Dave, Brian and I spent the last three days attending an adult skills seminar with the Pittsburgh Penguins. Well, Dave and I watched while Brian participated. There were several guys in attendance from the Penguins organization, but the two most seen before the camera are Mike Yeo and Phil Borque. Phil Borque played for the Penguins during their run for the cup in the 1990's. He's a really nice guy who reaches his students quite well.

Mike Yeo is an assistant coach with the current team. He is extremely knowledgeable about stick handling and skating. He taught a great deal to Brian. We attended the same seminar last year, but unfortunately coach Yeo taught from the bench and couldn't be on the ice due to an injury. This year we got to see him in full glory - wow can this guy skate!

The seminar was held at the Penguins practice facility in Washington County, about an hour's drive from home and about a 30 minute drive from downtown Pittsburgh. The facility is beautiful. There is a restaurant above the ice with huge glass windows to view the on-ice activities. Dave and I had dinner while watching Brian take part in the seminar.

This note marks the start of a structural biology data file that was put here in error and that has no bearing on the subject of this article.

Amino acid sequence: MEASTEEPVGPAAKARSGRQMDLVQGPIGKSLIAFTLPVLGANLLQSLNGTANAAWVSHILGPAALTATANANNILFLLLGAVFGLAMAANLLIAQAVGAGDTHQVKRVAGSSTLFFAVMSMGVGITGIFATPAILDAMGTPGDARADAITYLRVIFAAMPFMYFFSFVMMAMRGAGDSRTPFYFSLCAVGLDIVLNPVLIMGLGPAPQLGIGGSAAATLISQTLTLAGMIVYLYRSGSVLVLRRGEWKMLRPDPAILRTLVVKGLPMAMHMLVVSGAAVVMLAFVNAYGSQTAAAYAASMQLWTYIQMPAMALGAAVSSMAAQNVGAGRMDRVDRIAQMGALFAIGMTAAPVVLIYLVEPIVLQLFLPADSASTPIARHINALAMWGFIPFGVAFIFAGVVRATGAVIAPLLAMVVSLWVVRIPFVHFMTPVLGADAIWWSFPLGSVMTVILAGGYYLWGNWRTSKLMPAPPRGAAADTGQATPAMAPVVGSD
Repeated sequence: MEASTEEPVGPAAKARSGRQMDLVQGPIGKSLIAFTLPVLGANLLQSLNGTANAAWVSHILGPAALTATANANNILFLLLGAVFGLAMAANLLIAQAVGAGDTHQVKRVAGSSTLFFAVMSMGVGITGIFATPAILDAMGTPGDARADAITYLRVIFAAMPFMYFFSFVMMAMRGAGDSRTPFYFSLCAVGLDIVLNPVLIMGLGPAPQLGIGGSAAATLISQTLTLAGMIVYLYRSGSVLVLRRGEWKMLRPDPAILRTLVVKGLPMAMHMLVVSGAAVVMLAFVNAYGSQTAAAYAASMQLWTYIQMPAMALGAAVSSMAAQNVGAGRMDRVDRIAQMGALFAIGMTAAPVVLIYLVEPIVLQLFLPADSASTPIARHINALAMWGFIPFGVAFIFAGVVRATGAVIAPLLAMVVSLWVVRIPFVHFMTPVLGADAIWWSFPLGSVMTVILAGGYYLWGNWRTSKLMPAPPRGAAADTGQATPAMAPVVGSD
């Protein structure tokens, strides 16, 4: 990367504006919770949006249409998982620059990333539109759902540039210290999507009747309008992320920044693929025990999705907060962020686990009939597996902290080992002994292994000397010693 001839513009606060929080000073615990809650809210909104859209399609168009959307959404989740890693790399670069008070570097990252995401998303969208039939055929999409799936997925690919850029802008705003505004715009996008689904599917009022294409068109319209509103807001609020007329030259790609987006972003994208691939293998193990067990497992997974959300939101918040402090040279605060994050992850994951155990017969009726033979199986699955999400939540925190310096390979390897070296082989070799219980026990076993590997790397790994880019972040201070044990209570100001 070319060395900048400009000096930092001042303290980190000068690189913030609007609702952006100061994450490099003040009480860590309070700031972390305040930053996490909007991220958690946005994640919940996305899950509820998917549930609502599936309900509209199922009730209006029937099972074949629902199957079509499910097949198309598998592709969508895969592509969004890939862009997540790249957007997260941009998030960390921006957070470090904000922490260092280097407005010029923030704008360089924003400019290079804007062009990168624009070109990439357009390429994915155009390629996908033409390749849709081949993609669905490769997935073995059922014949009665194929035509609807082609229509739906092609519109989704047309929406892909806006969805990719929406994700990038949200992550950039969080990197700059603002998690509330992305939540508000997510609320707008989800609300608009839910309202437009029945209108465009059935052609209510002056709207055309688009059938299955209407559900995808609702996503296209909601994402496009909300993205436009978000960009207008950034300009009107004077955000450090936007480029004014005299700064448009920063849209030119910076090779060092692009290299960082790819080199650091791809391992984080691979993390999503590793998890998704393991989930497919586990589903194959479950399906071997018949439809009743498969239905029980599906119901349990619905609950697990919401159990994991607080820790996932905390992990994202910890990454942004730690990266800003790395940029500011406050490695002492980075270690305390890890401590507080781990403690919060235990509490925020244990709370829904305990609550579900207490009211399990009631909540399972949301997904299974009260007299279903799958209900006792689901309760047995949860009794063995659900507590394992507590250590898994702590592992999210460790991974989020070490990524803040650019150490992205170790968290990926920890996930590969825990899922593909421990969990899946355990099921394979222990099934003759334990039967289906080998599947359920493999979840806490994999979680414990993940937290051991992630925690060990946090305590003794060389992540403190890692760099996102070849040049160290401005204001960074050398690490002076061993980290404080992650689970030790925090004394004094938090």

The first night of the seminar, Dave and I were seated in the observation area of the restaurant pretty much at center ice. Shortly after we sat down, two women with three children were seated two tables away. The ladies were chit-chatting away while their three children turned the restaurant on its ear.

The kids looked to be about 8, 6 and 4 - all certainly old enough in my mind to have some basic table manners. The youngest, a boy, yelled when he spoke. He was obviously looking to be the center of attention and when he didn't get his way, he turned the volume up even higher. The middle child, a girl, tossed her straw paper at the oldest and they then proceeded to slap each other across the table.